I won't respond to the digital aspects of the original post, as that is not appropriate.
I can respond to the differences in color negative vs color reversal.
Color reversal has built in limits in the ability to capture the full range of 'dark to light' in a given scene, based on a dmin of about 0.2 and a dmax of about 3.0 and a contrast in the mid scale of about 1.7. It cannot correct color inaccuracies beyond a certain point and can only enhance sharpness and grain up to a point.
Color negative has built in capability to go beyond a dmax of 3.0 and the ability to capture a huge tonal range, far beyond that of any transparency material. It also has color masking built in to correct for color errors and it has DIR and DIAR couplers incorporated into the coating to enhance sharpness and grain. Therefore, color negative has the built in capacity to give the most accurate color over the longest range of 'light to dark' in a scene.
The transparency is built to exaggerate color in the original scene, while the negative film is built to accurately reproduce the color and tonality of the original scene.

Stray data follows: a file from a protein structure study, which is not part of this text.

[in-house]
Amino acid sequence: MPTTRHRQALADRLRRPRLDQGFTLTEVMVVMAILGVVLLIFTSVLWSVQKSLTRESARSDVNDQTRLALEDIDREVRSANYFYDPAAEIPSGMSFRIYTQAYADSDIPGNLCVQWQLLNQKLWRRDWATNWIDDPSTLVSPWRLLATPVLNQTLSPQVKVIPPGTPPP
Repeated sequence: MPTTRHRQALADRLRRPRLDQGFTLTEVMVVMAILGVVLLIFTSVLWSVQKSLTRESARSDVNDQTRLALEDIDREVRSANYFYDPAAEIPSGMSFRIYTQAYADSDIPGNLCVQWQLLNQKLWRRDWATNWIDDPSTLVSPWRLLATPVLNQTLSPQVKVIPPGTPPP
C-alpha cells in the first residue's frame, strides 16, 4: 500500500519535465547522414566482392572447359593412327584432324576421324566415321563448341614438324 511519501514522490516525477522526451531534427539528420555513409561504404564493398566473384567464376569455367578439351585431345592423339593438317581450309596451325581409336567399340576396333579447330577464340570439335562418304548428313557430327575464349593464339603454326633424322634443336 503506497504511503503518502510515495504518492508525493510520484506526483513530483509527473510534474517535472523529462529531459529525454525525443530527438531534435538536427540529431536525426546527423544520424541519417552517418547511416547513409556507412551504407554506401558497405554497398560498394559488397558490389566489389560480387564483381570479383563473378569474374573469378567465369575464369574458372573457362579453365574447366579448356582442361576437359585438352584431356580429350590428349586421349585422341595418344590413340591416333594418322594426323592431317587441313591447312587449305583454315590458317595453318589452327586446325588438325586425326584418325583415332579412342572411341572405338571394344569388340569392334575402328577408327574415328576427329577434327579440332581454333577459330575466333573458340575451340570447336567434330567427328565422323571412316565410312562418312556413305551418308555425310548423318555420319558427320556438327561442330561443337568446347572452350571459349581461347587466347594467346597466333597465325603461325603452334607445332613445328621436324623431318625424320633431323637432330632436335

In the final analysis, a transparency made from a negative embodies the highest form of rendition, photographically, of the original scene, as it can reproduce the original at a dmax up to 4.0 or 5.0, having none of the limitations of the transparency films, but unfortunately these print films no longer exist. It achieves this only through being a 2 step reproduction process with separate films and processes to achieve the optimum positive image.
In the final analysis, the proof comes from the fact that major motion pictures do not use reversal films, even though high quality reversal motion picture films exist. It is just that the negative equivalents are technically far superior as are the prints for the reasons given above.
Generally, people like looking at slides, as the tone scale of a paper print severly restricts the ability of the 'system' to appear to reproduce the original as well as a slide, not that the slide is tecnhically superior. Demostrations of prints, illuminated with high intensity lights next to slides projected on a screen illustrate this well showing that the print is as good or better than the projected slide.